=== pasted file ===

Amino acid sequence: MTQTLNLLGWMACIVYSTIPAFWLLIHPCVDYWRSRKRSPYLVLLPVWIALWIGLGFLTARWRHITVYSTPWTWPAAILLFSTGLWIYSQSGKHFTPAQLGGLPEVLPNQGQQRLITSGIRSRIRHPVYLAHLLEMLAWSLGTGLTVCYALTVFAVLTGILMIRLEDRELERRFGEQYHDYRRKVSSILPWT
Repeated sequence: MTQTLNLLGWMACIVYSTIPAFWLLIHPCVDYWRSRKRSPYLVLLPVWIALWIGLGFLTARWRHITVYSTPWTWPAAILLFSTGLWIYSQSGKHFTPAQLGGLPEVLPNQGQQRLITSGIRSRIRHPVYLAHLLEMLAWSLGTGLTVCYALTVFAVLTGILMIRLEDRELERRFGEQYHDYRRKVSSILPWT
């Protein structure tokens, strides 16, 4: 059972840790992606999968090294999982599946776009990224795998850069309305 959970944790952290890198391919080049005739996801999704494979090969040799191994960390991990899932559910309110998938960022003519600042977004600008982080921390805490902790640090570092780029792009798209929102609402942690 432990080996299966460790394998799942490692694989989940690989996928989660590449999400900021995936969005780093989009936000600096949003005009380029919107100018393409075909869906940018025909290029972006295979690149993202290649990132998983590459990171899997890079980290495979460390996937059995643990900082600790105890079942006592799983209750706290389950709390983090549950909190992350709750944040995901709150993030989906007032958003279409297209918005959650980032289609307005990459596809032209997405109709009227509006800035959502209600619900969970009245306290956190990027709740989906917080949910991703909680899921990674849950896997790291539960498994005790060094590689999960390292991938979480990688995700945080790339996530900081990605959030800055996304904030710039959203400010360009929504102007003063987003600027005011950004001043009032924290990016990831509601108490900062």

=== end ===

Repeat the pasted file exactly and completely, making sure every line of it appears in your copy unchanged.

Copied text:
Amino acid sequence: MTQTLNLLGWMACIVYSTIPAFWLLIHPCVDYWRSRKRSPYLVLLPVWIALWIGLGFLTARWRHITVYSTPWTWPAAILLFSTGLWIYSQSGKHFTPAQLGGLPEVLPNQGQQRLITSGIRSRIRHPVYLAHLLEMLAWSLGTGLTVCYALTVFAVLTGILMIRLEDRELERRFGEQYHDYRRKVSSILPWT
Repeated sequence: MTQTLNLLGWMACIVYSTIPAFWLLIHPCVDYWRSRKRSPYLVLLPVWIALWIGLGFLTARWRHITVYSTPWTWPAAILLFSTGLWIYSQSGKHFTPAQLGGLPEVLPNQGQQRLITSGIRSRIRHPVYLAHLLEMLAWSLGTGLTVCYALTVFAVLTGILMIRLEDRELERRFGEQYHDYRRKVSSILPWT
């Protein structure tokens, strides 16, 4: 059972840790992606999968090294999982599946776009990224795998850069309305 959970944790952290890198391919080049005739996801999704494979090969040799191994960390991990899932559910309110998938960022003519600042977004600008982080921390805490902790640090570092780029792009798209929102609402942690 432990080996299966460790394998799942490692694989989940690989996928989660590449999400900021995936969005780093989009936000600096949003005009380029919107100018393409075909869906940018025909290029972006295979690149993202290649990132998983590459990171899997890079980290495979460390996937059995643990900082600790105890079942006592799983209750706290389950709390983090549950909190992350709750944040995901709150993030989906007032958003279409297209918005959650980032289609307005990459596809032209997405109709009227509006800035959502209600619900969970009245306290956190990027709740989906917080949910991703909680899921990674849950896997790291539960498994005790060094590689999960390292991938979480990688995700945080790339996530900081990605959030800055996304904030710039959203400010360009929504102007003063987003600027005011950004001043009032924290990016990831509601108490900062």